Saving Ganges River Dolphin

Turning the Tide on River Dolphin Extinction

Only a few centuries ago, tensof thousands of Ganges river dolphins filled the vast stretches of waterthat make up our river systems. Dolphinsexisted in abundance in the Ganges and Brahmaputra Rivers and their tributaries in Bangladesh, India, and Nepal. Now the World Conservation Union has categorized them as endangered.

“… the river dolphin population declined from 6,000 in 1982 to around 2,000 in 2005. It is further reduced to less than 1,800. -Ravi Singh, CEO of World Wildlife Fund India

Why the Decline?

The causes of this disappearance range from direct killing and indiscriminate fishing, to habitat fragmentation and pollution. Over fifty dams and barrages separate dolphins from feeding and breeding grounds, pollution continues to turn the waters into poison, and fishermen kill dolphins either inadvertently or deliberately.

Despite the fact that the government of India has recognised the endangered Ganges river dolphin as its National Aquatic Animal, the numbers continue to decline. Many environmental groups have turned their attention to the plight of the dolphins, but progress is slow. Two notable reasons for this slow progress are the absence of accurate data needed to make a coordinated conservation planand the lack of community awareness.

What Are We Doing

Ganga Organization have been attacking the problem on several fronts including:

  • Supporting further study of the problem through IVAS dolphin survey
  • Educating the riverside villages on dolphin conservation
  • School visits to Inform and encourage students in dolphin conservation
  • Raising awareness among the thousands of annual visitors to the river

Integrated Visual and Acoustic Survey (IVAS)

IVAS is the achievement of a dedicated team of innovators from several organizations including Ganga Sansthan, NTT Data, the Foundation for Innovation and Technology Transfer - Indian Institute of Technology, Delhi (FITT-IIT Delhi) and DELSIG Systems Pvt Ltd.

IVAS uses new technology and unique design to accurately monitor Ganga dolphin numbers and habitat. The data collected by IVAS will be made accessible to interested parties for the purpose of creating effective and lasting conservation strategies.

IVAS is an integrated system of high definition cameras above the water and hydrophones below. The hydrophones are tuned to detect the bio-sonar clicks of dolphins as they forage for food. A central processor uses the signals from the hydrophones to determine direction and distance of the dolphin.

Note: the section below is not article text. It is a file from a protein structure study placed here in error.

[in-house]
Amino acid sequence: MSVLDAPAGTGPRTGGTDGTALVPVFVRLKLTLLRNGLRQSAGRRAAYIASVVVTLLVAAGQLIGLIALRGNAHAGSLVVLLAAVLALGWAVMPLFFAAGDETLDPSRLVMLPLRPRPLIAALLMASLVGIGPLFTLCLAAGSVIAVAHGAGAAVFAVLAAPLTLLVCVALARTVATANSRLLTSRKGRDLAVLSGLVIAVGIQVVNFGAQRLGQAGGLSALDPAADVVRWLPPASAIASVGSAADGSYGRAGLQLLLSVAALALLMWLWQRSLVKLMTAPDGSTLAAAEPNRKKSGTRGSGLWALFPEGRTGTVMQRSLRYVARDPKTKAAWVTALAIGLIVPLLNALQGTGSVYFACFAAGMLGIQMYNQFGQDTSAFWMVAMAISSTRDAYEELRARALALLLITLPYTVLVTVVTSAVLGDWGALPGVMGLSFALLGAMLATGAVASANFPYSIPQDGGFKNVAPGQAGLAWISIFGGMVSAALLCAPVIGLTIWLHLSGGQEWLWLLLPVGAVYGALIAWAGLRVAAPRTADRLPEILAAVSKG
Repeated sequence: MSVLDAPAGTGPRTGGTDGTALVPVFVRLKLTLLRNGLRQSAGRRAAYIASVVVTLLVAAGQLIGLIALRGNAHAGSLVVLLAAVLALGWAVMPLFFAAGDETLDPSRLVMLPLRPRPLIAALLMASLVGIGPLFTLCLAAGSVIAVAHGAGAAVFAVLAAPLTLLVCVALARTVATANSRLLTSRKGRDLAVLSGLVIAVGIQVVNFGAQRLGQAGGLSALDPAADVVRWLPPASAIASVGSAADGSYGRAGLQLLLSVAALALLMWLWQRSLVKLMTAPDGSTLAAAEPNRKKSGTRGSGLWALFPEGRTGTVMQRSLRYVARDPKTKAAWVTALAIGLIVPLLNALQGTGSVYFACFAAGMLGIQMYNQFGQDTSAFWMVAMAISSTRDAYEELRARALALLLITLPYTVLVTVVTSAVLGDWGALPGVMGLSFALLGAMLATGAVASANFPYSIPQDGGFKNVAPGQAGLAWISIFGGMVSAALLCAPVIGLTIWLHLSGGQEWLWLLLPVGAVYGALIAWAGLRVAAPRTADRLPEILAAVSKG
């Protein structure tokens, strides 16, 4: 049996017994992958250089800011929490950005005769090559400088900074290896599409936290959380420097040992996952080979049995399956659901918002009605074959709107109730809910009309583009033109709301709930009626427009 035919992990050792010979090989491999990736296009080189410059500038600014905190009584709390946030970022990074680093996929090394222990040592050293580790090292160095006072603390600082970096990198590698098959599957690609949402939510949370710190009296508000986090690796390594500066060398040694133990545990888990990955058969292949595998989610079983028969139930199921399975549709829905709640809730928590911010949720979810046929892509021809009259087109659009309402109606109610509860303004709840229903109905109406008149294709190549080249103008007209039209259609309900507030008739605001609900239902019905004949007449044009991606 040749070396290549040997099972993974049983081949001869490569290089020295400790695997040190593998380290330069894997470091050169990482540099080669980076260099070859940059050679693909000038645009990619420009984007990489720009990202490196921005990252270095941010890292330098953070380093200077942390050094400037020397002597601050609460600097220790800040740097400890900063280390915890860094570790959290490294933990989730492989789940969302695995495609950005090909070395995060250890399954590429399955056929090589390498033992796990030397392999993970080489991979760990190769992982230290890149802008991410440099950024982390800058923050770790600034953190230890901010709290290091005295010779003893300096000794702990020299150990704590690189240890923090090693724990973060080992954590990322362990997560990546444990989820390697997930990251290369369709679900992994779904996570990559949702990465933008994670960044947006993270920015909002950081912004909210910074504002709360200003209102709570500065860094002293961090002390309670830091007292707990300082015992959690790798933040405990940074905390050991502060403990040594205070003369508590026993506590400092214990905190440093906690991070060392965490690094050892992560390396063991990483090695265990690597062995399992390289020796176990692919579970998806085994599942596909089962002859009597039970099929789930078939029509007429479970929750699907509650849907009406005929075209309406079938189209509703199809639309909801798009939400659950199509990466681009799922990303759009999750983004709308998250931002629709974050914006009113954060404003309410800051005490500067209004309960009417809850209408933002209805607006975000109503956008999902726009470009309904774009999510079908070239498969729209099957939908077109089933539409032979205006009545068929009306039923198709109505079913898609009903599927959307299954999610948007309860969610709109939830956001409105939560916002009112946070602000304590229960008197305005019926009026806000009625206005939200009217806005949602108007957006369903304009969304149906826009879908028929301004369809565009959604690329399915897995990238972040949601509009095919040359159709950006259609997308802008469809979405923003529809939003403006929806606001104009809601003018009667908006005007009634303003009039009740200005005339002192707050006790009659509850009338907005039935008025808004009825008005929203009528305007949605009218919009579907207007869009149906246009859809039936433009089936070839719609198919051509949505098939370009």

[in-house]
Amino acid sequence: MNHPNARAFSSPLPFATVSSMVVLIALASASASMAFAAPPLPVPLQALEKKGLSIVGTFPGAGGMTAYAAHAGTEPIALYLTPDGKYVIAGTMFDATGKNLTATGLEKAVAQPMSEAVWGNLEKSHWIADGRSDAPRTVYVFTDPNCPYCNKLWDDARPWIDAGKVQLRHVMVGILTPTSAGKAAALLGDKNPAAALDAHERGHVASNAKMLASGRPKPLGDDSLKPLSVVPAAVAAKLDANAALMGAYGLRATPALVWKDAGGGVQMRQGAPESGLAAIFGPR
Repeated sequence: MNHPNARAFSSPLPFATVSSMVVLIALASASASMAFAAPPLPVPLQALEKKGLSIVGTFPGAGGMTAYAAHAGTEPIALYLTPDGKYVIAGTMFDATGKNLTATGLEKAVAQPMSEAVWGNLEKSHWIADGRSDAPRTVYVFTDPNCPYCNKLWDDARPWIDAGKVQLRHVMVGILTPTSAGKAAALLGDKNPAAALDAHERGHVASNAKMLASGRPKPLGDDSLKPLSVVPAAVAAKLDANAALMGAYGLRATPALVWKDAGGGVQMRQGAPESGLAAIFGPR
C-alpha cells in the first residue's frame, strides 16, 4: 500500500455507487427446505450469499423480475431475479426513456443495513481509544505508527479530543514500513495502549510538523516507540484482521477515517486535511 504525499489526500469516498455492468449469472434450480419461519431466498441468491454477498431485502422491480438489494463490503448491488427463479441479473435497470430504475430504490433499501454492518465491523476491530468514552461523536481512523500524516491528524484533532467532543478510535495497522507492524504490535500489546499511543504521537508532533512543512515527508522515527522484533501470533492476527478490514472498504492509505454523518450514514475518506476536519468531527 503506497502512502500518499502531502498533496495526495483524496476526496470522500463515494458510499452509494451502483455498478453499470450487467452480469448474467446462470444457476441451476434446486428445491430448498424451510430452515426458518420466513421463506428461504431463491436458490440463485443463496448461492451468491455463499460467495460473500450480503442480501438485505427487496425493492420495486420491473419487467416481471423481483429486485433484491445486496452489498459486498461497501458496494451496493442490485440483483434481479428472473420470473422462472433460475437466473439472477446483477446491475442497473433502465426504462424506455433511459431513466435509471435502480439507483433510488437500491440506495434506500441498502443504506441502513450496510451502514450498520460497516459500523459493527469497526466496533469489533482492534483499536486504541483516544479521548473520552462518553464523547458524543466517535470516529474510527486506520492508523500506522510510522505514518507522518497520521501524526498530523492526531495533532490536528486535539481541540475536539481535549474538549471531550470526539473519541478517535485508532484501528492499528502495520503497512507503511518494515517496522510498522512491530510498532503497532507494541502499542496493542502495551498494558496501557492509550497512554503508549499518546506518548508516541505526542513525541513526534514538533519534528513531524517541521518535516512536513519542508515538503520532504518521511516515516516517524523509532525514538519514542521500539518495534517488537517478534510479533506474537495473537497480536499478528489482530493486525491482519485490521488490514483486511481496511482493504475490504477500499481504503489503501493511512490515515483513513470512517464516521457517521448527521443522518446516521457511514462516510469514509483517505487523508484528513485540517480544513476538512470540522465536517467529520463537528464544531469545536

The acquired information including sounds, images, GPS location and pollution levels, will be uploaded and made accessible for further dolphin population research.

Village Meetings

Between February 2016 and February 2017 The Ganga team held meetings in 44 villages along the Ganges River. Villagers were keen to learn of the imminent dangers facing the dolphins and other marine life. We addressed threats such as pollution, fishing, chemicals from farmlands and hunting. Pollution, particularly in the form of polythene bags and other household waste, was a regular focal point. The team encouraged villagers to refrain from throwing their waste in the waterways, but rather to allow their biodegradable waste to decompose in farmland and to seek alternative means of disposal for the remainder. We also urged the local people to share the information about the importance of protecting the Ganga River Dolphin with their neighbours.

School Education Programme

At the same time, our team also visited 31 schoolsaround the river area and ran educational programmes. Students were eager to learn about the lives of these fascinating creatures and the grave dangers they face. Many students expressed their desire to save the dolphins through posters and artwork on the dolphin conservation theme.

Our quiz competitions, essay competitions, slogan competitions, and debates were also popular. Students of Devtraya Inter College and Beforce School focused on ‘The journey of the waste.’ We pursued topics such as liquid waste from houses and industryendangering marine life and concepts such as wastewater runoff. Other discussions ranged from pollution control to conserving bio-diversity to organic foods and saving electricity. The school students were always enthusiastic to show their care for the environment.

The team also organized and equipped a Dolphin Conservation Club at each school, a vehiclefor raising awareness within the school and community regarding dolphin conservation.

Mahashivratri Fare

Mahashivartiis one of the major festival in India, one that is solemn and marks a remembrance of "overcoming darkness and ignorance" in life and the world.During this time, in the area around Ramghat, Narora, Bulandshehar, the Ganga Riverreceives about 40 – 50 thousand visitors.

From 21st of Februaryto the 24th,in 2017 and 6th of March to the 8th of March in 2016, we took the opportunity to raise public awareness about the critical state of the Ganga River.The team placed hoardings and posters on Dolphin Conservation, Waste Reduction and related issuesaround the area. We also distributed pamphlets relating to the program.

The people of the surrounding villages have a strong faith and a deep connection with the river; they received the message well. They understood that a declining dolphin population indicated that the river itself was in a bad state.